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Dolphins Watch


February 22, 2010 10:41 PM

Combine approaches

PORTER.bmpNot much to report in Dolphin Land, aside from the botched attempt to cut disgruntled linebacker Joey Porter.

In case you missed it, the team actually released Porter almost two weeks ago, only to have the NFL inform them it was an invalid transaction. Now, the Dolphins have to pay Porter an extra $400,000, and can't cut him until March 1.

Talk about a costly screw-up, one that limited the resources of a team that is already close to the salary cap total.

As for new news, the NFL combine -- that meat market that ranks as one of the most overrated offseason events -- begins March 2 in Indianapolis.

How many times have we seen a player boost his stock simply because of his measured vertical leap or how fast he ran at this event, only to turn into a total dud in the NFL?


Remember Darrius Heyward-Bey last year, who had a spectacular combine and thus elevated himself to being a possible first round pick, with many speculating the Dolphins would draft him?

Now, being a Florida State alum, and someone who watches the team regularly, I had seen Heyward-Bey's Maryland team play the Semioles numerous times, and I didn't remember him at all.

That was stunning enough, and to hear that based on his combine numbers he had somehow worked his way into the first round, seemed laughable.

Many predicted he would be the Dolphins' choice in the first round, while I hoped against hope they would see the light and pass on him.

Thankfully, the owner formerly known as Al Davis decided to take a chance on Heyward-Bey, and the rest will be remembered in infamy.

Heyward-Bey already entered the league with a reputation for questionable hands, which of course, came to the fore during his rookie season. The 12th pick in the draft caught just nine passes for 124 yards and one TD. Heyward-Bey didn't even equal his draft number, which is incredible.

But, aside from Heyward-Bey and the numerous instances over the years where a player has been a workout phenom but ended up an NFL bust (Mike Mamula, Tony Mandarich), some NFL scouts will again get their dander up about a guy just because of how good he looks in shorts or how fast he can run in a straight line.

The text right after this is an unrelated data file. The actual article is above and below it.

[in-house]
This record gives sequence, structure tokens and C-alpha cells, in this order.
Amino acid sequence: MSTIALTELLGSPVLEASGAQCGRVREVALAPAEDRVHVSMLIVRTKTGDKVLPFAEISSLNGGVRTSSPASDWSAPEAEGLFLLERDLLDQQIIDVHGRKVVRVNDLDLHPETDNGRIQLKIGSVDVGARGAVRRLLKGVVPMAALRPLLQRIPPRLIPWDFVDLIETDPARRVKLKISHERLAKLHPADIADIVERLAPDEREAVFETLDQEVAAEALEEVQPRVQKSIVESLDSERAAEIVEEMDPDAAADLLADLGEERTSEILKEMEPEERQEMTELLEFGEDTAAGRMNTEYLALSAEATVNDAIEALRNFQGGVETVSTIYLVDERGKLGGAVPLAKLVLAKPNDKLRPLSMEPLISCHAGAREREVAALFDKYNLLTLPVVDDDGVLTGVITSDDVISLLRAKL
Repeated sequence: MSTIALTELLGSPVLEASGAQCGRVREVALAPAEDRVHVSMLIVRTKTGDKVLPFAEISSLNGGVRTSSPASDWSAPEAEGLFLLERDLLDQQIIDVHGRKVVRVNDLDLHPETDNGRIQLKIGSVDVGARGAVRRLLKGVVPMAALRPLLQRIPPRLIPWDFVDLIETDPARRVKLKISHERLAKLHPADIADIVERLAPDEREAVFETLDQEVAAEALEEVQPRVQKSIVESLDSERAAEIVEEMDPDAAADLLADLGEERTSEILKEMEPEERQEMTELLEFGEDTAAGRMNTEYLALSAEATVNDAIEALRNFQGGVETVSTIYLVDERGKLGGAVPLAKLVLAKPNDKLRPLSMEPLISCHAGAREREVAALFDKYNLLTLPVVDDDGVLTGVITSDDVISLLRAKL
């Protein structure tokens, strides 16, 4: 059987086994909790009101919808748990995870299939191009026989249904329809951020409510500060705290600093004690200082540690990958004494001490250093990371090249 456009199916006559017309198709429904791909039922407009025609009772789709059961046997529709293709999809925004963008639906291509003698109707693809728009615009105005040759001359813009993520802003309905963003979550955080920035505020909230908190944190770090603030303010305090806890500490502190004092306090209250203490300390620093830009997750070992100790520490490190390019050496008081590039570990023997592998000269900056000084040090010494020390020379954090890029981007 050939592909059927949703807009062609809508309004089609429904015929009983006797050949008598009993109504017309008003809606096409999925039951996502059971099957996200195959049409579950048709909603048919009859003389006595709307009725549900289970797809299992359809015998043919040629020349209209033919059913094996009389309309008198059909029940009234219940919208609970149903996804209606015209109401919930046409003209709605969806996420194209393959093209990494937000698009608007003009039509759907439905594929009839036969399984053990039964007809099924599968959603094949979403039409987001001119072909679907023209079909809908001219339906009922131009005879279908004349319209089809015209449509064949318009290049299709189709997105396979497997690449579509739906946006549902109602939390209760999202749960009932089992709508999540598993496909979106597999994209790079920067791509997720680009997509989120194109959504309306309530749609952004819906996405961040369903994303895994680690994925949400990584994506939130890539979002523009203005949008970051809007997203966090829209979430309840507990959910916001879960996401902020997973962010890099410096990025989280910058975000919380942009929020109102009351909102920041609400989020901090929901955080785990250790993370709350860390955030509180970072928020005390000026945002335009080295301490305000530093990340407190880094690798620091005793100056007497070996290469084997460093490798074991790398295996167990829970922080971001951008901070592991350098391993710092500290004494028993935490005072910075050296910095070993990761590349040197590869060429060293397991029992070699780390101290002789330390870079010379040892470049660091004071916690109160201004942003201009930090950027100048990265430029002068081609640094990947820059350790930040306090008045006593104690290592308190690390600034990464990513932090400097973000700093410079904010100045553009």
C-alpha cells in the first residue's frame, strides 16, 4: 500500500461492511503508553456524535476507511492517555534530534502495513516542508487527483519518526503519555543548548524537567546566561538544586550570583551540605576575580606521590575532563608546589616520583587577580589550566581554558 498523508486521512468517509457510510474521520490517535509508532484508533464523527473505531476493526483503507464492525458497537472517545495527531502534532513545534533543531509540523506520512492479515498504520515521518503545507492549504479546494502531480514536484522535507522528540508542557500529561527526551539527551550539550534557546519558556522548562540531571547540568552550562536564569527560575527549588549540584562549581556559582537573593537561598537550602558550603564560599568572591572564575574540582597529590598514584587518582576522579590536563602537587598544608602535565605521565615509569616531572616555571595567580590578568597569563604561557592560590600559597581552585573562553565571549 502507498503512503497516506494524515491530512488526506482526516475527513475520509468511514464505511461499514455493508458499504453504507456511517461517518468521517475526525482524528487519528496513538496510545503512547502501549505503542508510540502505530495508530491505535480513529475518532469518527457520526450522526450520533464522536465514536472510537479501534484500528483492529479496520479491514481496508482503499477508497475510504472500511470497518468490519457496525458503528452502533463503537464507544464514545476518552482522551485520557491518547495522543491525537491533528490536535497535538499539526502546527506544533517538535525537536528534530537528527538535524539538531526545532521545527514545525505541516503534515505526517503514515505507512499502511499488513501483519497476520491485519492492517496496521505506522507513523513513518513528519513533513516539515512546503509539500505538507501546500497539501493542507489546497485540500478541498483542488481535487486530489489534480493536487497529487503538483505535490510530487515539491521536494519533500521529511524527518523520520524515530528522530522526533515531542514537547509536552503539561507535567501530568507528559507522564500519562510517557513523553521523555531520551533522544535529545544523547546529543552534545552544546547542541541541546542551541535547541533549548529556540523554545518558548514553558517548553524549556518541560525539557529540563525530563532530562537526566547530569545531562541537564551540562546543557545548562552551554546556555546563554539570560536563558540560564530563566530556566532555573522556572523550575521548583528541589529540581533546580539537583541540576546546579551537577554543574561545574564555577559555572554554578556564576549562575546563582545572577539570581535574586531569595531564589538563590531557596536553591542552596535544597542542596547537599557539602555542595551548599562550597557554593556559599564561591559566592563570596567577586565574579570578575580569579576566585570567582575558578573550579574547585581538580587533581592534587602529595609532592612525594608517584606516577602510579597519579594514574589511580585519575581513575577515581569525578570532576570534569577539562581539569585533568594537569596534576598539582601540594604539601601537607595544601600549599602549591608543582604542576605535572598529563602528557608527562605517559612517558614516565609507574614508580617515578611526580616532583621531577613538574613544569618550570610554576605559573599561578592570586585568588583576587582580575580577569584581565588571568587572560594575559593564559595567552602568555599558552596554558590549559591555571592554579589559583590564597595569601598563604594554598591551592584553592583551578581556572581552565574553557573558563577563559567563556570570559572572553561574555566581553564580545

The biggest predictor for NFL success should continue to be what you see on film: What did a player do at the collegiate level?

Here's to hoping the Dolphins don't make that mistake this year.

More thoughts on Carter
Apparently, in my earlier column, I was wrong about Cris Carter. He's not being kept out of the Hall of Fame because of his off-field demeanor, but even more damning, because voters don't think he belongs among the top receivers just yet.

This is shocking. Peter King's MMQB column this week showed the disparity between Carter, Tim Brown and Andre Reed's numbers and the last three receivers to make the Hall of Fame: Michael Irvin, Art Monk and Bob Hayes.

Admittedly, Hayes played in a different era, and Irvin's career was cut short by injury, but the trio who are not in the Hall dwarf their numbers.

And now, I'm hearing something I never thought I'd hear: Andre Reed is actually a stronger bet to make the Hall next year than Carter.

Now, having watched Reed for years when the Buffalo Bills faced the Dolphins, I can tell you that while hew was a very good receiver, he was not as good as Carter.

Some seem to say the fact Carter never made it to a Super Bowl, while Reed went to four straight, is a knock against Carter.

Like the argument for greatest quarterback, it's a ridiculous debate.

Carter played in a far stronger conference than Reed did for much of his career, and was a Gary Anderson missed field goal from making a Super Bowl appearance in 1999.

Would that one appearance have made him equal to Reed? No, because Carter was always the better player.

Reed had good numbers in the Super Bowl, but aside from the first half of Super Bowl XXV and Super Bowl XXVII -- when he caught eight passes for 152 yards as the Bills were forced to throw the ball early in a game they lost 52-17 -- he was a nonfactor in the other games.

Again, Carter was better, Carter should go in first. You could even make the case that Brown was better than Reed, as he made nine Pro Bowls to Reed's seven.

I don't know what the real reason is for continually overlooking Carter, but he is every bit a first-ballot Hall-of-Famer as Jerry Rice and Emmitt Smith, who were 2010's first-year inductees.

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